History In Collaboration: Equalizing The Arts And The Humanities In San Francisco, 2016 University of San Francisco
History In Collaboration: Equalizing The Arts And The Humanities In San Francisco, Nicole C. Meldahl
Master's Projects and Capstones
Historically, there has been a critical imbalance in the way history and preservation organizations are civically supported in comparison with the amount of funding that is available to arts organizations in the United States. To correct this imbalance in San Francisco, I propose the creation of a San Francisco Department of Culture that would place the San Francisco Arts Commission equally alongside a San Francisco History Commission within a department that absorbs responsibilities currently managed by other divisions with in city government, such as the Planning Department and the Office and Economic and Workforce Development. City government necessarily takes time ...
Policy Dissemination: Public Administration Theory And International Organizations | A Case Study On The Convention On The Rights Of Persons With Disabilities In The Kingdom Of Morocco, 2016 Illinois State University
Policy Dissemination: Public Administration Theory And International Organizations | A Case Study On The Convention On The Rights Of Persons With Disabilities In The Kingdom Of Morocco, Rachelle Ann Wilson
Capstone Projects – Politics and Government
With the advent of international organizations comes international law. Unprecedented at such a global and influential level, there is no theoretical framework within public administration explicitly focused on administrative structure and strategies for the implementation of international law. Consequently, the current administrative literature and theoretical framework must be looked to and transposed, as much as possible, to the international stage. This paper explores public administration theory and how it would manifest if applied to international policy implementation. By taking a closer look into the United Nations’ Convention on the Rights of Persons with Disabilities and its implementation strategy within the ...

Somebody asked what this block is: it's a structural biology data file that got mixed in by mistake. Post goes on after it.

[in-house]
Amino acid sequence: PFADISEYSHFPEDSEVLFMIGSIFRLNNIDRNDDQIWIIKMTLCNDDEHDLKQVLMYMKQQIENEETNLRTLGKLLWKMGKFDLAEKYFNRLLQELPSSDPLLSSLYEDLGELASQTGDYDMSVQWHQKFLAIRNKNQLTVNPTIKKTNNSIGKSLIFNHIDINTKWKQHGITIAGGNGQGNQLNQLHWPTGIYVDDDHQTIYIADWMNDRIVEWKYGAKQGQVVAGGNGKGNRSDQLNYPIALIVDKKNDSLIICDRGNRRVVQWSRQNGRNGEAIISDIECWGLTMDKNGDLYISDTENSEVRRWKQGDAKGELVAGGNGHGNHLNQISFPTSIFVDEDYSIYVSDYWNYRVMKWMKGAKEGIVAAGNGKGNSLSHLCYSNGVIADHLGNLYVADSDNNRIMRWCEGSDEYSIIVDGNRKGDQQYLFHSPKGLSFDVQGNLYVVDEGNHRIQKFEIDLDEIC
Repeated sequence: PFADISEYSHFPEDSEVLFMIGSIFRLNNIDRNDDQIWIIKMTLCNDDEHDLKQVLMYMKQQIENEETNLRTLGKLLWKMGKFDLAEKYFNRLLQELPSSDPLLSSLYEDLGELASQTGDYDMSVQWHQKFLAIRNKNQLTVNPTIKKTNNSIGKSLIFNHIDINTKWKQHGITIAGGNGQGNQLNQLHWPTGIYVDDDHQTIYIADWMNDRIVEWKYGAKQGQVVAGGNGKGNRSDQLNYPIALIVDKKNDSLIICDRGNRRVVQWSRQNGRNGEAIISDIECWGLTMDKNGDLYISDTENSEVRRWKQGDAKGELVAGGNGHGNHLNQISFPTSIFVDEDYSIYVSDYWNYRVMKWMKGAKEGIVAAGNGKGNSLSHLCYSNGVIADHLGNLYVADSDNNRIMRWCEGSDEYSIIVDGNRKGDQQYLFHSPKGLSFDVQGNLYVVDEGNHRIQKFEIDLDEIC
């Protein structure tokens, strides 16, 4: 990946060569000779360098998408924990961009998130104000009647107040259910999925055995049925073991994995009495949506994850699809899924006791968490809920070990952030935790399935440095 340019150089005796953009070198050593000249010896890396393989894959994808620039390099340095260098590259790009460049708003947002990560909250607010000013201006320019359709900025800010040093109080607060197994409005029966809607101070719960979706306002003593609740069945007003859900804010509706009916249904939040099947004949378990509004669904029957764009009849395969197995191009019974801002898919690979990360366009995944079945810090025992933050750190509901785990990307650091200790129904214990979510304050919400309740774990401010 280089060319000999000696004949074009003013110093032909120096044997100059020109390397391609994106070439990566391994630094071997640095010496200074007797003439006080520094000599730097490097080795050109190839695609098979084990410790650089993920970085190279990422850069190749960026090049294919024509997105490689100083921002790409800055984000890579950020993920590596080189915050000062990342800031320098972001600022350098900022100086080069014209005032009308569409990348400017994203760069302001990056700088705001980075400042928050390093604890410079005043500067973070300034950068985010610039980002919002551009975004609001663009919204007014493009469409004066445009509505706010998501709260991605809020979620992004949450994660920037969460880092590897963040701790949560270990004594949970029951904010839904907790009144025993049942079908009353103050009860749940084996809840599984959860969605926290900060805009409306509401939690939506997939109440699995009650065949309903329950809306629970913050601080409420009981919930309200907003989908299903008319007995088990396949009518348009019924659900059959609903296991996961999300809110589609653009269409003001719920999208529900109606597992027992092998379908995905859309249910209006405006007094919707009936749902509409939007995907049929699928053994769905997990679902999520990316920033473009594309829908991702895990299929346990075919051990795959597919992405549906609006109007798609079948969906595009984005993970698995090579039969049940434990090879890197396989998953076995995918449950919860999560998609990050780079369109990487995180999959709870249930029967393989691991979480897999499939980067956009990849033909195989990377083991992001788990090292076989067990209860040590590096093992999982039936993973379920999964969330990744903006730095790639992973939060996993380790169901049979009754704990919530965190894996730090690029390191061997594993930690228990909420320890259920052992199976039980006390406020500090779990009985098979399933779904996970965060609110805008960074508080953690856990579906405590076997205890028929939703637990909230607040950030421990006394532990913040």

Tragedy, Outrage & Reform Crimes That Changed Our World: 1911 – Triangle Factory Fire – Building Safety Codes, 2016 University of Pennsylvania Law School
Tragedy, Outrage & Reform Crimes That Changed Our World: 1911 – Triangle Factory Fire – Building Safety Codes, Paul H. Robinson, Sarah M. Robinson
Faculty Scholarship at Penn Law
Can a crime make our world better? Crimes are the worst of humanity’s wrongs but, oddly, they sometimes do more than anything else to improve our lives. As it turns out, it is often the outrageousness itself that does the work. Ordinary crimes are accepted as the background noise of our everyday existence but some crimes make people stop and take notice – because they are so outrageous, or so curious, or so heart-wrenching. These “trigger crimes” are the cases that this book is about.
They offer some incredible stories about how people, good and bad, change the world around ...
Integrating Evaluative Thinking Into Organisational Practice: A Case Study Of Lutino Adunu In Uganda, 2016 SIT Graduate Institute
Integrating Evaluative Thinking Into Organisational Practice: A Case Study Of Lutino Adunu In Uganda, Shilla Adyero